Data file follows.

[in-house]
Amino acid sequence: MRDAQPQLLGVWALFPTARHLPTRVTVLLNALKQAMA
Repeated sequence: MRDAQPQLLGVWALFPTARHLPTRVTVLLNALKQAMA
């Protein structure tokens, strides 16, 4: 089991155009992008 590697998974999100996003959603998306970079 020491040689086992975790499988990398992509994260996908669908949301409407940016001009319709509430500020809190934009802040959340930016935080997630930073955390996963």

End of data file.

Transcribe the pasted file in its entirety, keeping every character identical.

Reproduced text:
[in-house]
Amino acid sequence: MRDAQPQLLGVWALFPTARHLPTRVTVLLNALKQAMA
Repeated sequence: MRDAQPQLLGVWALFPTARHLPTRVTVLLNALKQAMA
């Protein structure tokens, strides 16, 4: 089991155009992008 590697998974999100996003959603998306970079 020491040689086992975790499988990398992509994260996908669908949301409407940016001009319709509430500020809190934009802040959340930016935080997630930073955390996963």